After setting up the equipment and taking a few minutes to explain what I was doing .. the contacts came in without problems and without any mention of corrupted audio. So indeed it looks like the problem at the previous summit came from QRM, not from my system! OK, as I was starting to get cold, it was time to pack-up and head back down the way I came, back to the “Reha” (re-habilitation) clinic, not down the main track which leads back into the town of Oy-Mettleberg itself. Climbing down the steep fields while not seeing what was under the snow was more of a challenge than coming up. I suspect this summit will be easier to access when the actual track can be seen!
Auf Dem Falken (Falkenstein)
Another thirty minutes should have got me to the car park for the third summit (DL/AL-271 Auf Der Falken) which should be called Falkenstein in the SOTA database, there is no reason that it should be named as it is, as far as I can see!
The trip from Steig here went fine except for the last 10 kilometres where the Navi (GPS) took me up some really small and windy back roads until I was instructed to take one that was clearly signposted as only accessible for the Forestry Commission so I parked up and tried to find where I was. I walked up the road to see how far the car park for the summit might be without success. I decided to try further along the “main” road where I saw a young gentleman cleaning his car, so I drove up to him to check I was in the village that I thought I was – I wasn’t! In principle, the GPS had taken me out of the previous large town (Rettenberg) on completely the wrong road! However, the local lad said, rather than driving all the way back into town, do as the locals do and use the forestry road, which comes out right at the car park for the hiking trails. He didn’t have to tell me twice!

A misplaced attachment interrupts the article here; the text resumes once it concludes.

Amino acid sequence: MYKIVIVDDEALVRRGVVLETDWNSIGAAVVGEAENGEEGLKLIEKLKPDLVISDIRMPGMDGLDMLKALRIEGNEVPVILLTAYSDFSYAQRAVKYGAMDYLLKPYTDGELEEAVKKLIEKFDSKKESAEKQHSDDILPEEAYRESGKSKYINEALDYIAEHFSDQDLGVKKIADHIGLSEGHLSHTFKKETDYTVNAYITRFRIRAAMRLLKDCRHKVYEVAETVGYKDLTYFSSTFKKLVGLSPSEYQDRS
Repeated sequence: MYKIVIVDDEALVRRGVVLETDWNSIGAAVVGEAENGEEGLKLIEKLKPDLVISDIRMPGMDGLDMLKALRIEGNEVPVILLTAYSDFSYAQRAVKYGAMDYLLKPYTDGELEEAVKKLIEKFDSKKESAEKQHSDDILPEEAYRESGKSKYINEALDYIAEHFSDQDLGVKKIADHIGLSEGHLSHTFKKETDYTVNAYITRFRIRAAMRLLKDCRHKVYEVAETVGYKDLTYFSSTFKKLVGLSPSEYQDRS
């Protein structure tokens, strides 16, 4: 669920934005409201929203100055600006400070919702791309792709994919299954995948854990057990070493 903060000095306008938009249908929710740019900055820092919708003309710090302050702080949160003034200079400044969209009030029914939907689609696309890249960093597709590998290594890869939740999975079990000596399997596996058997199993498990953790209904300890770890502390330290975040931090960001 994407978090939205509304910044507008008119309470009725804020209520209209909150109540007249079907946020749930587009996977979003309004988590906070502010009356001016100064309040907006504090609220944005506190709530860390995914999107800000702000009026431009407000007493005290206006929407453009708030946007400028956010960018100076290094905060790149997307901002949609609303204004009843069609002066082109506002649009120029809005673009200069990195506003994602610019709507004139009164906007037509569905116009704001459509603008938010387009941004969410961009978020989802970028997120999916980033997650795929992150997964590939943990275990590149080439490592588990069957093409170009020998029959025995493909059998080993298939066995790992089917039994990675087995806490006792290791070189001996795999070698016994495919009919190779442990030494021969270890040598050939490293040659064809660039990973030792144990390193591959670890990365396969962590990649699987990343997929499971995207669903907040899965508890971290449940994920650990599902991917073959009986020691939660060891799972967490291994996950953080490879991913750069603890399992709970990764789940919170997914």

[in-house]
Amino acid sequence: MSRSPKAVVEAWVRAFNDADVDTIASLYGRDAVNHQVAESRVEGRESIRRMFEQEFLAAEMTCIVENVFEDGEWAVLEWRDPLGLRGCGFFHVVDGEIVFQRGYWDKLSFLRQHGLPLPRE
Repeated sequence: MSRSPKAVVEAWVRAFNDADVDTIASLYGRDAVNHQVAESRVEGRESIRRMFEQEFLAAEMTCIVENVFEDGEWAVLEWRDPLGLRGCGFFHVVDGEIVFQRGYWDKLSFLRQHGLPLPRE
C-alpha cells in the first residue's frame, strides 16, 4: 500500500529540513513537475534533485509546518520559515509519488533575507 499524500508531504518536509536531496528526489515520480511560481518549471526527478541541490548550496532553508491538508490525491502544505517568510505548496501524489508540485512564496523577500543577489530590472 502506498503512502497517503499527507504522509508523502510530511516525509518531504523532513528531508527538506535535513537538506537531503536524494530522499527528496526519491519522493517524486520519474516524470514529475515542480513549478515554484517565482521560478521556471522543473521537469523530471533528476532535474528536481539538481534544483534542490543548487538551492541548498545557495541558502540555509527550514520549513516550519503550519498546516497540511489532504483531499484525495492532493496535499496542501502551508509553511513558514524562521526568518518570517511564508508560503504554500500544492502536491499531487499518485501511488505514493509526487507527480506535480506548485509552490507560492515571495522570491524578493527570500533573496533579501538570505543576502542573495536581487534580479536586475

Having parked up in the correct car park, I grabbed the gear and set off, what on the map looks like an easy climb. It is not, it’s through a forest up to the top of a long ridge and then along there for a good 15 minutes. The route reminds me of the hard climb up and along to Zwolferkopf near the other Falkenstein (castle ruins). The views when you get to this holy cross and trig stone at this summit are amazing though.
But, with several people around – including a small family with two small boys who were very interested in what I was doing (and got the mandatory brochures), I got distracted and forgot to attach the radials to the bottom of the vertical, again (there’s no way I could have put up an Inverted-V dipole on this summit). No wonder the signals from this summit were not as good as from the other two, I’m surprised that I made contacts so easily – I wonder how much stronger they would have been with the other “half” of the antenna attached?
I didn’t even bother trying 20 metres for the guy in Phoenix USA who was out looking for an S2S contact as I didn’t have time and the bands from the previous summits were not in as good a condition as they were a week ago.
Well, at least that was 1+3, 2+3 and 2+3 activator points earned for a days work.
Auf Dem Falken:
- Mountaintop travelling 40-litre rucksack.
- Xiegu X108G.
- HAMA Photo Tripod.
- Komunica Power HF-PRO2-PLUS-T loaded vertical.
- Battery box (2 x 5000maH hard-case 4S LIPOs).
- Painters thick plastic sheet.
- Lightweight headphones.
- Smartphone with PocketRxTx App and USB cable acting as an external display to the rig.
DL/AL-181 Burgkranzegger Horn:
DL/AL-271 Auf Dem Falken:
- All told, it was a long long day but worthwhile. Going to these summits in future years will be easier. The views from Burgkranzegger Horn are really worth the climb!
- Why must every Navi (GPS) ignore when a road is not allowed to be used? Luckily this time it was not a big problem, it could have ended with me dropping the last summit.
- The simplified “Rapid deployment kit” works very well (but only when I remember to connect the radial wires) – I can’t believe I forgot this AGAIN.
- The Komunica Power HF-PRO-2_PLUS-T antenna is now my favourite. A good portable antenna which gives a good balance between performance and ease of transport and assembly along with not needing very much space to put up.
- Interference on 40 metres is becoming worse, but from military/commercial installations and from other amateurs. It won’t be long before we will no longer be able to operate portable on the band! This is not a good demonstration of Amateur Radio for those who come by and ask me what I am doing!
73 ’til the next summit.